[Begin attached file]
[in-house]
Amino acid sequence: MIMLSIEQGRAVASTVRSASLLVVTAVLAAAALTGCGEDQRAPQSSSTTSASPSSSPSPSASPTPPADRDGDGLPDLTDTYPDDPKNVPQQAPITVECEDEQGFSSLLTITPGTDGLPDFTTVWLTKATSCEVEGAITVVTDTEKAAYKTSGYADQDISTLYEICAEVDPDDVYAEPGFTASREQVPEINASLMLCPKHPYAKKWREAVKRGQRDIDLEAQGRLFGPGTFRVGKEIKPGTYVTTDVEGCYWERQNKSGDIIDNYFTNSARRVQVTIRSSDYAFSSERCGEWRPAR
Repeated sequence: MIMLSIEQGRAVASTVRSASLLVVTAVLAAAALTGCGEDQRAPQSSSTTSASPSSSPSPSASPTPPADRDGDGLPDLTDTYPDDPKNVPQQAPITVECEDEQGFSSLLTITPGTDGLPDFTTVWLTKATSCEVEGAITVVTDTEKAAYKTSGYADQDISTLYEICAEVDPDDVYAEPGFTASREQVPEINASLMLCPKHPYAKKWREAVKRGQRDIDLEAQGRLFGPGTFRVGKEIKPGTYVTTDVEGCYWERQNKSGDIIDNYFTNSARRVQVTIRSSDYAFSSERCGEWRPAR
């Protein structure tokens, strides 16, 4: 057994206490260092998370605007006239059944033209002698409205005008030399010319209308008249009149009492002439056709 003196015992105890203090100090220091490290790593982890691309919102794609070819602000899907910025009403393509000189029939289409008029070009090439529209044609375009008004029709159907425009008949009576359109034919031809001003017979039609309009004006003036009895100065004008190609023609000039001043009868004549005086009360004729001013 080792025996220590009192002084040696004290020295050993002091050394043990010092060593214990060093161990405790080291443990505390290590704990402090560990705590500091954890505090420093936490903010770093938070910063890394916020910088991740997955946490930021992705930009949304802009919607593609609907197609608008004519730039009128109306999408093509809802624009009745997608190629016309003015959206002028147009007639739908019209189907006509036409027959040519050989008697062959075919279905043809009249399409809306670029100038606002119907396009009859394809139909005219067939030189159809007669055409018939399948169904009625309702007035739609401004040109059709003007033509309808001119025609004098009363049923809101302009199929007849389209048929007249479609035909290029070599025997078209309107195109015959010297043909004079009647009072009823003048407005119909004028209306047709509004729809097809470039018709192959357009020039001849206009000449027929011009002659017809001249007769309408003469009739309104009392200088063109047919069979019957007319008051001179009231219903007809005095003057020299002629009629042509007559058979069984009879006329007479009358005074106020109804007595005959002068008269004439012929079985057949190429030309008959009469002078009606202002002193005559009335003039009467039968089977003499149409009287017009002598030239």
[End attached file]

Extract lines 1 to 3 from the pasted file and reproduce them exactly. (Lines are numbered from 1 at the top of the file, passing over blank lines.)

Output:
[in-house]
Amino acid sequence: MIMLSIEQGRAVASTVRSASLLVVTAVLAAAALTGCGEDQRAPQSSSTTSASPSSSPSPSASPTPPADRDGDGLPDLTDTYPDDPKNVPQQAPITVECEDEQGFSSLLTITPGTDGLPDFTTVWLTKATSCEVEGAITVVTDTEKAAYKTSGYADQDISTLYEICAEVDPDDVYAEPGFTASREQVPEINASLMLCPKHPYAKKWREAVKRGQRDIDLEAQGRLFGPGTFRVGKEIKPGTYVTTDVEGCYWERQNKSGDIIDNYFTNSARRVQVTIRSSDYAFSSERCGEWRPAR
Repeated sequence: MIMLSIEQGRAVASTVRSASLLVVTAVLAAAALTGCGEDQRAPQSSSTTSASPSSSPSPSASPTPPADRDGDGLPDLTDTYPDDPKNVPQQAPITVECEDEQGFSSLLTITPGTDGLPDFTTVWLTKATSCEVEGAITVVTDTEKAAYKTSGYADQDISTLYEICAEVDPDDVYAEPGFTASREQVPEINASLMLCPKHPYAKKWREAVKRGQRDIDLEAQGRLFGPGTFRVGKEIKPGTYVTTDVEGCYWERQNKSGDIIDNYFTNSARRVQVTIRSSDYAFSSERCGEWRPAR